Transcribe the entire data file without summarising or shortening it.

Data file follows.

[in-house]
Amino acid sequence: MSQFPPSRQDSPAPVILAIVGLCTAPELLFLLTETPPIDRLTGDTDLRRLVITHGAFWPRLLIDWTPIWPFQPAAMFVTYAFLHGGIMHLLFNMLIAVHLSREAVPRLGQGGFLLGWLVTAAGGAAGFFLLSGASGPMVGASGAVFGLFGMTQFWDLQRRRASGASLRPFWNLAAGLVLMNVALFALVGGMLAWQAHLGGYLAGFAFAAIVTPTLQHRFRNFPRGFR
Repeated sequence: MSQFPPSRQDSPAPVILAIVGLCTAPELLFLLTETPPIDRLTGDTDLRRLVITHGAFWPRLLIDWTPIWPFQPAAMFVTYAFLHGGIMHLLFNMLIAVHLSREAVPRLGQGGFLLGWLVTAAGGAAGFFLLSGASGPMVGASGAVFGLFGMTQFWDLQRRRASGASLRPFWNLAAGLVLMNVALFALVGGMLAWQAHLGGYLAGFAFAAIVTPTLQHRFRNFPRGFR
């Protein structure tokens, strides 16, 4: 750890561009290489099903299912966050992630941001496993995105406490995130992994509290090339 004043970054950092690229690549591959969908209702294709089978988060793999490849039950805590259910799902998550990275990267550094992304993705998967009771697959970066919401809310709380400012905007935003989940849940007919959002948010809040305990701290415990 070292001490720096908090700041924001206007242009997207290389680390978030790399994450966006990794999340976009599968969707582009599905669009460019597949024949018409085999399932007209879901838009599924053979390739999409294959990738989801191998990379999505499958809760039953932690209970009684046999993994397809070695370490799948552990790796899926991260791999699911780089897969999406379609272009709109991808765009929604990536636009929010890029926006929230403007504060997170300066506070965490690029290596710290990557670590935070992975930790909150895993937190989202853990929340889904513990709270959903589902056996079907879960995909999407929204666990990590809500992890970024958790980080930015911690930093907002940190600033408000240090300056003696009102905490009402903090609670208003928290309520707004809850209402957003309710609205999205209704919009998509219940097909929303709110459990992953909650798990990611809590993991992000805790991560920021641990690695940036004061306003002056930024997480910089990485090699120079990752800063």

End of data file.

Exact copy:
[in-house]
Amino acid sequence: MSQFPPSRQDSPAPVILAIVGLCTAPELLFLLTETPPIDRLTGDTDLRRLVITHGAFWPRLLIDWTPIWPFQPAAMFVTYAFLHGGIMHLLFNMLIAVHLSREAVPRLGQGGFLLGWLVTAAGGAAGFFLLSGASGPMVGASGAVFGLFGMTQFWDLQRRRASGASLRPFWNLAAGLVLMNVALFALVGGMLAWQAHLGGYLAGFAFAAIVTPTLQHRFRNFPRGFR
Repeated sequence: MSQFPPSRQDSPAPVILAIVGLCTAPELLFLLTETPPIDRLTGDTDLRRLVITHGAFWPRLLIDWTPIWPFQPAAMFVTYAFLHGGIMHLLFNMLIAVHLSREAVPRLGQGGFLLGWLVTAAGGAAGFFLLSGASGPMVGASGAVFGLFGMTQFWDLQRRRASGASLRPFWNLAAGLVLMNVALFALVGGMLAWQAHLGGYLAGFAFAAIVTPTLQHRFRNFPRGFR
């Protein structure tokens, strides 16, 4: 750890561009290489099903299912966050992630941001496993995105406490995130992994509290090339 004043970054950092690229690549591959969908209702294709089978988060793999490849039950805590259910799902998550990275990267550094992304993705998967009771697959970066919401809310709380400012905007935003989940849940007919959002948010809040305990701290415990 070292001490720096908090700041924001206007242009997207290389680390978030790399994450966006990794999340976009599968969707582009599905669009460019597949024949018409085999399932007209879901838009599924053979390739999409294959990738989801191998990379999505499958809760039953932690209970009684046999993994397809070695370490799948552990790796899926991260791999699911780089897969999406379609272009709109991808765009929604990536636009929010890029926006929230403007504060997170300066506070965490690029290596710290990557670590935070992975930790909150895993937190989202853990929340889904513990709270959903589902056996079907879960995909999407929204666990990590809500992890970024958790980080930015911690930093907002940190600033408000240090300056003696009102905490009402903090609670208003928290309520707004809850209402957003309710609205999205209704919009998509219940097909929303709110459990992953909650798990990611809590993991992000805790991560920021641990690695940036004061306003002056930024997480910089990485090699120079990752800063």